8 responses to “Artificial Rupturing Of Membranes”

  1. Cinnamon

    Fascinating. Love the pics! I have just recently been in discussion with a friend who had a completely unnecessary AROM. She mentioned how much more painful contractions were after that, so much so that she ended up having pain relieving drugs when until that point she had been drug-free. The worst bit was that the midwife said “I’m going to break your water now okay?” in the middle of her contraction so it’s not like she was really in a place to be able to refuse it! (Not that I’m disagreeing with your point about being able to say no, but in such circumstances it’s pretty much impossible.) Anyway, thanks for this post, it definitely confirms what I already thought about AROM. Grrr!

  2. sheelnagig

    I also find it interesting how AROM can become a major source of grief for women when they’re processing the aftermath of an intervened birth. Allowing this normal physiological process to unfold in the baby’s own time is vital to the normal progression of that particular woman’s birth and intervening without consent at that point seems to affect something very primal in many of us. Perhaps the membranes form part of our safety link with our babies, perhaps they are of greater significance on an emotional level than we can predict with our gross ways of measuring such phenomena, who’s to say? I think that the invasion of a woman’s body with the amniohook is also a pretty big assault for those of us who haven’t consented and using an instrument in a woman’s vagina to make her unborn baby unsafe is very psychologically painful. I’ve heard so many stories of membranes ruptured without consent and even some stories of this happening at home, it’s considered such a minor event and yet the repercussions are potentially catastrophic. It really can kick off the cascade and cause so much damage and yet it forms part of the protocols of almost all hospitals. I’m glad that your client is happy with her request being fulfilled but I sympathise with your discomfort about it nonetheless.
    Wildmama AKA Looking Glass Alice

  3. Lisa Barrett

    Processing things I’ve done as a midwife is really important to me so that I can keep learning and growing both in my practice and as an advocate for women’s rights around childbirth. Owning our decisions as practitioners is the only way to reflect and improve.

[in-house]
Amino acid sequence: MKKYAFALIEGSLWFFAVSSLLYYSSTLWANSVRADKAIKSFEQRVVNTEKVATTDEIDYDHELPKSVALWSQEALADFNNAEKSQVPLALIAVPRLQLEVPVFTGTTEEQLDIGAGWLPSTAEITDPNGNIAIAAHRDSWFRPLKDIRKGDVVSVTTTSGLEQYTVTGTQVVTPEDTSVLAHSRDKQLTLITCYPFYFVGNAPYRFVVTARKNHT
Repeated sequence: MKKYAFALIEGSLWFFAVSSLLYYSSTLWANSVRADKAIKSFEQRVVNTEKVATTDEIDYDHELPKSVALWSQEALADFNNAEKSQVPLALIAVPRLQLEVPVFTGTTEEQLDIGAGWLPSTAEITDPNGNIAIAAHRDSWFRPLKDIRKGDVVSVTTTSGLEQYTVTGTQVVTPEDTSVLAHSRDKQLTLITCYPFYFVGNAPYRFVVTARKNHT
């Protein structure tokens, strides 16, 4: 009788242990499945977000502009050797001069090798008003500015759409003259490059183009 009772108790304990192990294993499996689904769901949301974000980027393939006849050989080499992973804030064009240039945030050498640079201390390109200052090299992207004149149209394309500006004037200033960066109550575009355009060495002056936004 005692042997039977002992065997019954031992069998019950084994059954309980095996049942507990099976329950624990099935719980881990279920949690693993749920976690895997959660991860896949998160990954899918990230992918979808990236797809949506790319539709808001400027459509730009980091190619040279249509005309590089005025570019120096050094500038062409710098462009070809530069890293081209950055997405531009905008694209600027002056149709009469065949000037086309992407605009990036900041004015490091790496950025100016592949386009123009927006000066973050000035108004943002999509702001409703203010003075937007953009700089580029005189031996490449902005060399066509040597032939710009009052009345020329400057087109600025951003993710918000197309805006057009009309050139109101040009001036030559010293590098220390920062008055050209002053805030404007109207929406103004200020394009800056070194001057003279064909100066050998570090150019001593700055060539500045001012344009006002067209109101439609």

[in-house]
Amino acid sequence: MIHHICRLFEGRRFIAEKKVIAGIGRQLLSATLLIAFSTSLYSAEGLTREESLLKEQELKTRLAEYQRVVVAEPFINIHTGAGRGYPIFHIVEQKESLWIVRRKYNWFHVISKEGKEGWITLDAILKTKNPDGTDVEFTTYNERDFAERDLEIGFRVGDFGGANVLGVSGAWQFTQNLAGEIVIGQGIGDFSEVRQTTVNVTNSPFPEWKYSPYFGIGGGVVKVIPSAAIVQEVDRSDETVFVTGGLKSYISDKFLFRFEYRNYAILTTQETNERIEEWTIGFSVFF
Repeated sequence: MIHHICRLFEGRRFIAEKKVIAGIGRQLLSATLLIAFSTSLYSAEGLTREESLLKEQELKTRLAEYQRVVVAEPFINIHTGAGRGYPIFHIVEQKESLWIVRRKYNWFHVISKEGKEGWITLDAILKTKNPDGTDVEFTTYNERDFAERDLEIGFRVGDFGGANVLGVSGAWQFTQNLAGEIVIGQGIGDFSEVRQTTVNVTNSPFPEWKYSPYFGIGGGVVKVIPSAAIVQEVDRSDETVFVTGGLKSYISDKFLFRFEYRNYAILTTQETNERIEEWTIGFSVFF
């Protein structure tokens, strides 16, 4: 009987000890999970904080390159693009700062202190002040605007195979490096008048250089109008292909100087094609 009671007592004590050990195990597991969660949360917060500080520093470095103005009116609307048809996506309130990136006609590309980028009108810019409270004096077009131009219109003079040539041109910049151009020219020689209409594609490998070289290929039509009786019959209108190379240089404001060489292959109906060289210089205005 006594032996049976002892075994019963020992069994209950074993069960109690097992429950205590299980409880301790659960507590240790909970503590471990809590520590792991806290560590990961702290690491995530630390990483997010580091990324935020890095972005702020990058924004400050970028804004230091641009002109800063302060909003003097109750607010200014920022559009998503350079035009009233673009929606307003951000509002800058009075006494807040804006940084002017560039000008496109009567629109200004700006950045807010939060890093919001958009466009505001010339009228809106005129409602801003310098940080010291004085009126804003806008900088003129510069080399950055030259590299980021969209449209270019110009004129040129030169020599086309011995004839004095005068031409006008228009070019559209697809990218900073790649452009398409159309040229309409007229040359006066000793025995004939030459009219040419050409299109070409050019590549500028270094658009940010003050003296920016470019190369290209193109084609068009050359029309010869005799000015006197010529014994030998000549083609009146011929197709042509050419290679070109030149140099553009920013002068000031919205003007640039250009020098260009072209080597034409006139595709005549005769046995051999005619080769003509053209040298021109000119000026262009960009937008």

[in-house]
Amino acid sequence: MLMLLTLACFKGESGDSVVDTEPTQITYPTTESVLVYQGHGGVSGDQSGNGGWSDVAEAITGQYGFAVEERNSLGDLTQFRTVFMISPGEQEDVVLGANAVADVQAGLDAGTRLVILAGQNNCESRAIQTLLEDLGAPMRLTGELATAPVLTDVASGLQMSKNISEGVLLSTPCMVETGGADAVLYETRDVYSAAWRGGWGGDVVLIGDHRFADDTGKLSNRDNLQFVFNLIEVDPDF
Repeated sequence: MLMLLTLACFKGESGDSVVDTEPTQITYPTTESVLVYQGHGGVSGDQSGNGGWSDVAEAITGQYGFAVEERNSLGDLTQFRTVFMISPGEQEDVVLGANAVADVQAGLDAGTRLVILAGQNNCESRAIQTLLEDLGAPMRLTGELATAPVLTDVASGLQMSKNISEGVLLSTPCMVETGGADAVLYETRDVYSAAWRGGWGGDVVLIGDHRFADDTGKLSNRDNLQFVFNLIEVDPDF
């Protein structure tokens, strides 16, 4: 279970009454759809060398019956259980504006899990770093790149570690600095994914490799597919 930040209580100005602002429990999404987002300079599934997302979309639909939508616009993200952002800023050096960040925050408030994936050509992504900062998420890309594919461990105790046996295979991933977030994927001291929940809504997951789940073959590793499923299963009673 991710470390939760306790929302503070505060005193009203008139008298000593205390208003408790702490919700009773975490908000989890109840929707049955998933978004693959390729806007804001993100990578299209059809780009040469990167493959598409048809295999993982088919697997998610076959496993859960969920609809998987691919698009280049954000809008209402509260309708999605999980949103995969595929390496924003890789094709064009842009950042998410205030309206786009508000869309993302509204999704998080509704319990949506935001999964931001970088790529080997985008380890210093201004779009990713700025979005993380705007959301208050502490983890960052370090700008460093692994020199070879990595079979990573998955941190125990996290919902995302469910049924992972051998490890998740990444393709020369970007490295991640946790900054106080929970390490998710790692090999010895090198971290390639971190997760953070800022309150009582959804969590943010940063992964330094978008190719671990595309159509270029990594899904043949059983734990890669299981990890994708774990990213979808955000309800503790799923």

Discovering and revealing inadequacy’s in ourselves is never easy.
    Thanks wildmama, love your work.

  4. Anonymous

    I had an arm with the birth of my daughter. We tried it at home but were unsuccessful, after which I was in the hospital for induction of labour as I was 11 days over my due date. And after three unsuccessfull attempts of ARM and inserting gells within a period of 24 hours they finally broke the waters. The labour failed to progress naturally and I ended up having a C-Section. I strongly agree with your post and I wish I would have chosen not to have my membranes ruptured and followed my Midwifes instincts. Even today I wish to go back and change what happened If I could.

  5. Gutegirl

    I´m so happy to see these pictures! I gave birth to a boy in May 2009 at a hospital i Stockholm, Sweden, and he was born in his caul. The midwife at the hospital didn´t break it until he was out. I never had the opportunity to see him in the caul, because after he was born they opened the "bag" very very quickly. Thank you for these pictures!

  6. kelstar

    ya learn something new every day…i havnt had any babies and it never even crossed my mind about how breaking waters would effect the labour, delivry…i learn so much on this site!…i always assumed hospital birth with drugs ( i am a wimp)…but now i think hey all these woman can do it…and have ben doing it since the dawn of time…maybe i can too!

  7. Rachel

    I have had two home births. My son was born on christmas 10lbs 10 oz. in 2003 and my daughter 8lbs 14oz June 12th 2009. It was amazing and I loved it. My midwives were wonderful. I hope home birth makes a come back. It was so nice to eat move and laugh my way through labor. People are amazed and tell me how brave I am. I think the women who have hospital births are brave. Especially if they did their homework. I just happened apon your page and just wanted to share. Keep up the beautiful work.